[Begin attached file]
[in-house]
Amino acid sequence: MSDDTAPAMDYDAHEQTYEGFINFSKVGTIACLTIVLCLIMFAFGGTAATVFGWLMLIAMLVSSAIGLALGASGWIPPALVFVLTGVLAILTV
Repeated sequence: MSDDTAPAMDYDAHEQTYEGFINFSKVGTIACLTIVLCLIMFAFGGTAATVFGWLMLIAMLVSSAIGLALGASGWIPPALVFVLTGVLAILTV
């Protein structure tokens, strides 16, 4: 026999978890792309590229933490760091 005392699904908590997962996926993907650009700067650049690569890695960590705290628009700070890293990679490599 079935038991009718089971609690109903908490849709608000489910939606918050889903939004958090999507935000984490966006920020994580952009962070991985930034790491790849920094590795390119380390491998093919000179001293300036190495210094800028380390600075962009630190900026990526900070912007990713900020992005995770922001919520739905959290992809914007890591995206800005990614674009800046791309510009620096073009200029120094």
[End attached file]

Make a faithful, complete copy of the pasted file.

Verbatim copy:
[in-house]
Amino acid sequence: MSDDTAPAMDYDAHEQTYEGFINFSKVGTIACLTIVLCLIMFAFGGTAATVFGWLMLIAMLVSSAIGLALGASGWIPPALVFVLTGVLAILTV
Repeated sequence: MSDDTAPAMDYDAHEQTYEGFINFSKVGTIACLTIVLCLIMFAFGGTAATVFGWLMLIAMLVSSAIGLALGASGWIPPALVFVLTGVLAILTV
């Protein structure tokens, strides 16, 4: 026999978890792309590229933490760091 005392699904908590997962996926993907650009700067650049690569890695960590705290628009700070890293990679490599 079935038991009718089971609690109903908490849709608000489910939606918050889903939004958090999507935000984490966006920020994580952009962070991985930034790491790849920094590795390119380390491998093919000179001293300036190495210094800028380390600075962009630190900026990526900070912007990713900020992005995770922001919520739905959290992809914007890591995206800005990614674009800046791309510009620096073009200029120094």